Our north magnetic pole is something that in time will be much closer to Siberia than you’d expect and while we know it’s happening we for a very long time have struggled to understand it. That having been said, researchers may finally be onto something.

After looking at about 20 years world of satellite data it seems that researchers have noted some kind of monolithic competition between two lobes of different magnetic forces. These being near our planet’s core could be the reason why the North Pole just cannot seem to stay still. These findings were published in Nature Geoscience under the title ‘Recent north magnetic pole acceleration towards Siberia caused by flux lobe elongation’ and really put things into perspective. 

The abstract of this study goes as follows:

The wandering of Earth’s north magnetic pole, the location where the magnetic field points vertically downwards, has long been a topic of scientific fascination. Since the first in situ measurements in 1831 of its location in the Canadian arctic, the pole has drifted inexorably towards Siberia, accelerating between 1990 and 2005 from its historic speed of 0–15 km yr−1 to its present speed of 50–60 km yr−1. In late October 2017, the north magnetic pole crossed the international dateline, passing within 390 km of the geographic pole, and is now moving southwards. Here we show that over the last two decades the position of the north magnetic pole has been largely determined by two large-scale lobes of negative magnetic flux on the core-mantle boundary under Canada and Siberia. Localized modeling shows that elongation of the Canadian lobe, probably caused by an alteration in the pattern of core flow between 1970 and 1999, substantially weakened its signature on Earth’s surface, causing the pole to accelerate towards Siberia. A range of simple models that capture this process indicates that over the next decade the north magnetic pole will continue on its current trajectory, traveling a further 390–660 km towards Siberia.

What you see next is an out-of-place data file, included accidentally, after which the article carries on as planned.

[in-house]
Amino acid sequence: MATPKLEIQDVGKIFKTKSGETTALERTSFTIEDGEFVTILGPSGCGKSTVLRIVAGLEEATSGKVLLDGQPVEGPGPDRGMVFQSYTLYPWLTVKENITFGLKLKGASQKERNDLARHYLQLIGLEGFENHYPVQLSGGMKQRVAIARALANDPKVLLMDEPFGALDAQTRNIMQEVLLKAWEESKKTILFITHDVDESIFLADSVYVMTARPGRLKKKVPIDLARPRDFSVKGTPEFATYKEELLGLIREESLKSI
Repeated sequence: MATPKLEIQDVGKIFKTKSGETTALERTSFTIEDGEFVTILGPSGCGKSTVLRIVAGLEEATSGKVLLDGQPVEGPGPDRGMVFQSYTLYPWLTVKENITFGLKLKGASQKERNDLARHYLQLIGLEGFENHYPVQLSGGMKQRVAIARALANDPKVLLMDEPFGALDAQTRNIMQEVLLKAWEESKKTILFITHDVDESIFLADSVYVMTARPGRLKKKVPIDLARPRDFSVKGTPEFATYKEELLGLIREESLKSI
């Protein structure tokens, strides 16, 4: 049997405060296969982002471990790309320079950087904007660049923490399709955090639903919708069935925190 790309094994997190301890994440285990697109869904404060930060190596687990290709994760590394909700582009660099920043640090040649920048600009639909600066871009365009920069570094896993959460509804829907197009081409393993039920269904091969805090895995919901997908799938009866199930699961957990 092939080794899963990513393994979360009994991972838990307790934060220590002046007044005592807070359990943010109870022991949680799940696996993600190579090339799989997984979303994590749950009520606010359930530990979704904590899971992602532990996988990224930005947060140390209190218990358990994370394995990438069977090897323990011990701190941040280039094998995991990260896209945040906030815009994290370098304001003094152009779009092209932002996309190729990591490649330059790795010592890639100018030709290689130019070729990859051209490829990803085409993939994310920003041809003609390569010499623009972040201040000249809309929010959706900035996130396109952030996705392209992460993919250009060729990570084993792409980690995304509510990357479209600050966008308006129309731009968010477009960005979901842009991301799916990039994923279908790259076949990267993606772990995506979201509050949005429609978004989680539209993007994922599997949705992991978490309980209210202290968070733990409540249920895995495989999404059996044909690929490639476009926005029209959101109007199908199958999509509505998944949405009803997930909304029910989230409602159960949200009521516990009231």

Up until now the magnetic pole itself has traveled roughly 1,400 miles according to The Express and well, that’s a lot. This shift in itself has been causing the world’s scientists to update our ‘World Magnetic Model’ and the more we understand why it happens the more accurately we can perhaps even predict this kind of thing in the future. For those who may not know the World Magnetic Model is what keeps navigation systems accurate. Without it, your GPS would not work. 

This discovery in itself is monumental whether you realize it or not. It is one huge step towards something even more enormous than most could imagine. What do you think about all of this and did you know the magnetic north pole moved around so much?

Leave a Reply